Speaking after a meeting Tuesday of the National Security Council, President Obama addressed the recent terror attack in Orlando and called for increased gun control.
The meeting was scheduled prior to the mass murder at The Pulse gay club in Orlando that left 49 dead and dozens more seriously injured.
Addressing the press, Obama spoke of the radicalization of the U.S.-born terrorist killed in a shootout with Orlando Police Sunday morning.
“This individual appears to have absorbed some of that, and during his killing spree, the shooter in Orlando pledged allegiance to ISIL,” the president said. “As I’ve said before, these lone actors or small cells of terrorists are very hard to detect and very hard to prevent.”
After speaking to current and ongoing military operations against ISIS in Iraq and Syria at length, the president turned to domestic concerns.
“Lastly, here at home, if we really want to help law enforcement protect Americans from homegrown extremists, the kind of tragedies that occurred at San Bernardino and that now have occurred in Orlando, there is a meaningful way to do that,” said Obama. “We have to make it harder for people who want to kill Americans to get their hands on weapons of war that let them kill dozens of innocents.”
Part of the solution, as presented by the president, is to move forward with proposals to restrict gun sales to those on terror watch lists.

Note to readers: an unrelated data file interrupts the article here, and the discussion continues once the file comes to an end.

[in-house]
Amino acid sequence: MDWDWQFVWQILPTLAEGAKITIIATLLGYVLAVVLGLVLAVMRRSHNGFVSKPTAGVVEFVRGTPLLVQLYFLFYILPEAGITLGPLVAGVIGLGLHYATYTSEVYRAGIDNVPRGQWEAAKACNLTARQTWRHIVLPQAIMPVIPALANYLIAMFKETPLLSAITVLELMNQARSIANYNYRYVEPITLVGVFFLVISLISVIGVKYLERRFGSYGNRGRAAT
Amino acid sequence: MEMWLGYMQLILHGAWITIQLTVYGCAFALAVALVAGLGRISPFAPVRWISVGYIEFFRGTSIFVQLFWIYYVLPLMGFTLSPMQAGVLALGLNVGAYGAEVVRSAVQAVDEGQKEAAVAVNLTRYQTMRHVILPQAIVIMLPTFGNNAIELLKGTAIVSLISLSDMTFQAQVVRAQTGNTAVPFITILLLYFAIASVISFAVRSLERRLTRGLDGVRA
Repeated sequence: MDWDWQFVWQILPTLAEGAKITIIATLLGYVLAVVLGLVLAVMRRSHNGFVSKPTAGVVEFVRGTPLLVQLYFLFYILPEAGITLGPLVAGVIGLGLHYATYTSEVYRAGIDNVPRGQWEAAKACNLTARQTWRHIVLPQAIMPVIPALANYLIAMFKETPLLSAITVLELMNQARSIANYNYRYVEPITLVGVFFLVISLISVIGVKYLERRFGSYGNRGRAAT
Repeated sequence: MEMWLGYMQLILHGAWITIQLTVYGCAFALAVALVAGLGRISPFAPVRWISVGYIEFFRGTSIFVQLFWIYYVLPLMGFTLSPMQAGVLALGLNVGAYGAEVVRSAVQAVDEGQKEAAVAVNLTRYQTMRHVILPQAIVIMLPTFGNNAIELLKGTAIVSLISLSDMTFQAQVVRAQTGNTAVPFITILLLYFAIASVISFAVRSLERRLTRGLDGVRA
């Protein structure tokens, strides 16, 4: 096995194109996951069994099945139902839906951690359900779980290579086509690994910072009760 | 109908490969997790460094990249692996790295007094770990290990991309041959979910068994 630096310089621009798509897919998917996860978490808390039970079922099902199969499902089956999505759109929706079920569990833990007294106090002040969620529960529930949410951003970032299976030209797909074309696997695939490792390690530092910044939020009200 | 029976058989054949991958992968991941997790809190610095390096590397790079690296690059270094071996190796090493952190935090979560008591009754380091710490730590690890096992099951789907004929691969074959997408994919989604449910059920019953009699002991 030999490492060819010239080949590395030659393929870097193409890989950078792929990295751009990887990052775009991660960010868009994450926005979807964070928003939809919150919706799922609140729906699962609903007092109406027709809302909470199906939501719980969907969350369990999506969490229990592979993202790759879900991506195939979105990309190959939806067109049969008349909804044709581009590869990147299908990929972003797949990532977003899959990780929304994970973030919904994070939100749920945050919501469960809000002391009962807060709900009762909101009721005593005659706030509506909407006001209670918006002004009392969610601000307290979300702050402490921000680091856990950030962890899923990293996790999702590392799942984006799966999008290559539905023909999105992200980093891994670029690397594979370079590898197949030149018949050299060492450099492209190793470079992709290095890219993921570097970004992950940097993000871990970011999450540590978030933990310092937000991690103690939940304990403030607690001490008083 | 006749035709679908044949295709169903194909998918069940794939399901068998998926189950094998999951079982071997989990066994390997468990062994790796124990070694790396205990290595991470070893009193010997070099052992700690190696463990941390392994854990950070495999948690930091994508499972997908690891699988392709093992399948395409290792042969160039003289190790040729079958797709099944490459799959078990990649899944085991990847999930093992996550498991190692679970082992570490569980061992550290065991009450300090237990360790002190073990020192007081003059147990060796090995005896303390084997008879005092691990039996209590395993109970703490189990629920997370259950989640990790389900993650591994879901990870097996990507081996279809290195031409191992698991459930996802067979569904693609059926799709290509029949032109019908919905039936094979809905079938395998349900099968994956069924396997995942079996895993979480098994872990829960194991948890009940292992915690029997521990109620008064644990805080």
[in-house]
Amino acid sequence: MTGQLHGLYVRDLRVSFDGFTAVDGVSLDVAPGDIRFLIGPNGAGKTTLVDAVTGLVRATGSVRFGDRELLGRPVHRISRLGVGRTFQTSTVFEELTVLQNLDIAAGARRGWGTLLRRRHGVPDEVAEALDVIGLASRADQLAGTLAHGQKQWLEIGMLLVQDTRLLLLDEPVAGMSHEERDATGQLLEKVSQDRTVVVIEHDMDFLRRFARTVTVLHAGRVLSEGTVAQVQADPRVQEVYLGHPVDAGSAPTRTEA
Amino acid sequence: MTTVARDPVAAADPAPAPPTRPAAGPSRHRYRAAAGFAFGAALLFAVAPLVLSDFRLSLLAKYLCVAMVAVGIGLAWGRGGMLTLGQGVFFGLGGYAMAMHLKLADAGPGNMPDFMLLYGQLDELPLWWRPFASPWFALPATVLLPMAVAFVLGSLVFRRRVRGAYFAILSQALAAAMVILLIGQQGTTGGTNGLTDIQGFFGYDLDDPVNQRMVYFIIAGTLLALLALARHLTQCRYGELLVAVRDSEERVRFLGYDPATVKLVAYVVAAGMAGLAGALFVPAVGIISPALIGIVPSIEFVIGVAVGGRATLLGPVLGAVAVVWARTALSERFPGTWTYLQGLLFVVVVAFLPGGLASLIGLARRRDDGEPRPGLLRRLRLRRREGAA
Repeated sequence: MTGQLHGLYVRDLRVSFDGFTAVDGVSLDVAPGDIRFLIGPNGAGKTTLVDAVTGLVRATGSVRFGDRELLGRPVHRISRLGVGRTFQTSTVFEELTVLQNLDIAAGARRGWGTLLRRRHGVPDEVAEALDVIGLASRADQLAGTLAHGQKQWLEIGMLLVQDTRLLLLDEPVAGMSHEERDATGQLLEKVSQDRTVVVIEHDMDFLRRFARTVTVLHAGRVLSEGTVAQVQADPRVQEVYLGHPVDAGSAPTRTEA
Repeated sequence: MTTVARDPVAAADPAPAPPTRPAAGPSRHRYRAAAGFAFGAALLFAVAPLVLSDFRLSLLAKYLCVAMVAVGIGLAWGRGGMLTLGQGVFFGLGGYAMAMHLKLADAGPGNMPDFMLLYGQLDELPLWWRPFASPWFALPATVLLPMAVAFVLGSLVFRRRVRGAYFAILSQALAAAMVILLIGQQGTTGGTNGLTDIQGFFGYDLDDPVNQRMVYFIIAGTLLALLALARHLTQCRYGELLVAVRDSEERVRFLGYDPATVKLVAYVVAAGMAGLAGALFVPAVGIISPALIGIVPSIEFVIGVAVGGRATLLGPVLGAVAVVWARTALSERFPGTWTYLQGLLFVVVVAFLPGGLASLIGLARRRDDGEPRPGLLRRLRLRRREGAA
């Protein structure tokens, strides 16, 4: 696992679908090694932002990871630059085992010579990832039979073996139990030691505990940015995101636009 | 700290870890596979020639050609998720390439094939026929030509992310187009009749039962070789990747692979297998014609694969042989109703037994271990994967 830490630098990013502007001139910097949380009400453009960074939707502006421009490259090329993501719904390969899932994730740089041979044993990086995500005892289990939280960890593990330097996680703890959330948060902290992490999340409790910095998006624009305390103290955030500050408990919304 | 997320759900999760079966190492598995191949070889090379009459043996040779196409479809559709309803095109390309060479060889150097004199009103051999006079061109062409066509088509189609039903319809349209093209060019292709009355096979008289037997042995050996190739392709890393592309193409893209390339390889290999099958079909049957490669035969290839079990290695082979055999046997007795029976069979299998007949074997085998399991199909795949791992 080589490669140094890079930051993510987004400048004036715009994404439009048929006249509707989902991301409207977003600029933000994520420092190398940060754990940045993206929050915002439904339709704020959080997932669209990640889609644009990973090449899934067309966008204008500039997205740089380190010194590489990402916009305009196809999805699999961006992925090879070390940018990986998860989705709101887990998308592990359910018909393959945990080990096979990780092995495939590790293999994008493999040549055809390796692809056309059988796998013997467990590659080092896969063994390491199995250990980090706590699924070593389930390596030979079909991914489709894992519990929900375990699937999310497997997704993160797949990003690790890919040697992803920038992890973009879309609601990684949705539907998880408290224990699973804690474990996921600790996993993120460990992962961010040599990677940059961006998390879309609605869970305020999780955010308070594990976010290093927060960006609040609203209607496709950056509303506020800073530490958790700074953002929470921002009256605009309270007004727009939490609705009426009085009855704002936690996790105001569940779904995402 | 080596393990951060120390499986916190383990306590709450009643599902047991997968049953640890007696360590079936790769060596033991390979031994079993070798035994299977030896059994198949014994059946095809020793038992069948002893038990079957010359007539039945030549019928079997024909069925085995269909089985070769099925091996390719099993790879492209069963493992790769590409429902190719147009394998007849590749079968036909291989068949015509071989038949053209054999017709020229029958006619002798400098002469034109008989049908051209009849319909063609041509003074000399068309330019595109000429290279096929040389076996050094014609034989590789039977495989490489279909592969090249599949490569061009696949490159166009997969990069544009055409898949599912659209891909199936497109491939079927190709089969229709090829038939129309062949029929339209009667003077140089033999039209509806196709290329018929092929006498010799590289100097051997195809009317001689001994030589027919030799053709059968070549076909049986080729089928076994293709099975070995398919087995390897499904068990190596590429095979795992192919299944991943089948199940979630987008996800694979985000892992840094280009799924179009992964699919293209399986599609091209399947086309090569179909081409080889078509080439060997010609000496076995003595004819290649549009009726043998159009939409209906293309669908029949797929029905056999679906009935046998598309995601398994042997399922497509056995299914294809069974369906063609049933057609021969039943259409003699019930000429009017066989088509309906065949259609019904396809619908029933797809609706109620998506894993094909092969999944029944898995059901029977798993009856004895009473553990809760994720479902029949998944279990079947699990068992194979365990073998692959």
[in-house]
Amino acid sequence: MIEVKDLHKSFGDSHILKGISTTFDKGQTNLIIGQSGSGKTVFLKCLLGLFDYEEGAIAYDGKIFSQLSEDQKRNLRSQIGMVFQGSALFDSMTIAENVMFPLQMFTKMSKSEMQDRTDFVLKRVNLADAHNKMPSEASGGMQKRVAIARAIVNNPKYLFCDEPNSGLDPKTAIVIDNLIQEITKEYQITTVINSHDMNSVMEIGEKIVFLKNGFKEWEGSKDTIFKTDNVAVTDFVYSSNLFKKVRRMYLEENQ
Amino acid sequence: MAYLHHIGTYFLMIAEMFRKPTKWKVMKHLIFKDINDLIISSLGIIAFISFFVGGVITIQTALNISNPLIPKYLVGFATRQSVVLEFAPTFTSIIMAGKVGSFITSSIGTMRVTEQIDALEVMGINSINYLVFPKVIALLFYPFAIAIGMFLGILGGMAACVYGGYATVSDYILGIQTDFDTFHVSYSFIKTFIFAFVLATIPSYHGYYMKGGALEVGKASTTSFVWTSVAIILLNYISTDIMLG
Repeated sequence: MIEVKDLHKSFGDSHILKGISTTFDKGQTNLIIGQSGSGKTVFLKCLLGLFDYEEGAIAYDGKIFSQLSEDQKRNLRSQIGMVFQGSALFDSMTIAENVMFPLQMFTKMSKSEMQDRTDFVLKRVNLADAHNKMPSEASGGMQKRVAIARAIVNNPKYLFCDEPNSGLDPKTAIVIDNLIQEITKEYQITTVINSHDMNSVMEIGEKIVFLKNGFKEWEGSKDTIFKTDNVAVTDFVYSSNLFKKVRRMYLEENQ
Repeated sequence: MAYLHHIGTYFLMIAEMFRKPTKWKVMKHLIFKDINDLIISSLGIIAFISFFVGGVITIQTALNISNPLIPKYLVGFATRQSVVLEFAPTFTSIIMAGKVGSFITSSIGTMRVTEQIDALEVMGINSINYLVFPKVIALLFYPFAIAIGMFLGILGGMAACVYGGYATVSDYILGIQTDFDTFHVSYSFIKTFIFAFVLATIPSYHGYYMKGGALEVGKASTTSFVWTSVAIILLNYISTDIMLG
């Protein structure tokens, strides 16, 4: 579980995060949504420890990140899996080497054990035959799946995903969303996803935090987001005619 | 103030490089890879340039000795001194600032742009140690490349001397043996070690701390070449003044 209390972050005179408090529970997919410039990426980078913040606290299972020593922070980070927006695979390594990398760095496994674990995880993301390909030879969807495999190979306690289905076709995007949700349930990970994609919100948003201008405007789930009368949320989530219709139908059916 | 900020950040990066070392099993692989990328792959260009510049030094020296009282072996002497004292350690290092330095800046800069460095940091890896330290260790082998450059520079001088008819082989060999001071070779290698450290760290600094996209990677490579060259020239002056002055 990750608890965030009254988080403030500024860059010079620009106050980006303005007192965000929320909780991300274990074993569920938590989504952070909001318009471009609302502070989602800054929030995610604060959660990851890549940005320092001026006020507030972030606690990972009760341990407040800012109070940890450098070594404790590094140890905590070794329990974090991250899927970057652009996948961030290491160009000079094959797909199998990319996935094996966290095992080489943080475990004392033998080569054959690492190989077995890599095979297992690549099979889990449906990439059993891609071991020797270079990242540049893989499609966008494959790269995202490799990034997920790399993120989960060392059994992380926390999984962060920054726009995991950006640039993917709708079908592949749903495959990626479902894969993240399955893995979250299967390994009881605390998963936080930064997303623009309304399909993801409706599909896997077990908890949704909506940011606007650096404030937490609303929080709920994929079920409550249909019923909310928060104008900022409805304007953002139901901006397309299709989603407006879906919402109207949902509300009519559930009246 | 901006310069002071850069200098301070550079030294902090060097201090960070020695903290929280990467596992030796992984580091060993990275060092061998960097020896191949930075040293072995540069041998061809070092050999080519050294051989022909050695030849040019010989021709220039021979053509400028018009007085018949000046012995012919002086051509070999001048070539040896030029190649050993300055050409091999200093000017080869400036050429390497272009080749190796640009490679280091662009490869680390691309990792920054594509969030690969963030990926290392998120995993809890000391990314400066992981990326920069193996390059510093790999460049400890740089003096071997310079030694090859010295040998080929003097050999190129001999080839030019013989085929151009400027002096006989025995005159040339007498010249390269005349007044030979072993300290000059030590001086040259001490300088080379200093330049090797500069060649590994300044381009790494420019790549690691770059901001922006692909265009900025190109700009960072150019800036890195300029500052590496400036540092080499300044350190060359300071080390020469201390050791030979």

“People with possible ties to terrorism, who are not allowed on a plane, should not be allowed to buy a gun. Enough talking about being tough on terrorism. Actually be tough on terrorism and stop making it easy as possible for terrorists to buy assault weapons,” Obama said.
This provided a segue into a push to restore the federal assault weapons ban that expired in 2004.
“Reinstate the assault weapons ban,” Obama said plainly. “Make it harder for terrorists to use these weapons to kill us. Otherwise, despite extraordinary efforts across our government, by local law enforcement, by our intelligence agencies, by our military – despite all the sacrifices that folks make, these kinds of events are going to keep on happening.”
A bill proposed last December by House Democrats to bring back a renewed federal ban on guns with “military-style features” currently has 125 co-sponsors and is the focus of renewed attention this week.
Under its guidelines, the measure is more prohibitive than the original 1994 Federal Assault Weapon Ban that expired a decade ago. It would add 157 firearms identified by name to that list’s 660 restricted guns in addition to other restrictions.
Finally, the president addressed rhetoric that he refused to use the term “Radical Islam” by saying, “What exactly would using this label accomplish? What exactly would it change? Would it make ISIL less committed to trying to kill Americans? Would it bring in more allies? Is there a military strategy that is served by this? … The answer is none of the above. Calling a threat by a different name does not make it go away. This is a political distraction.”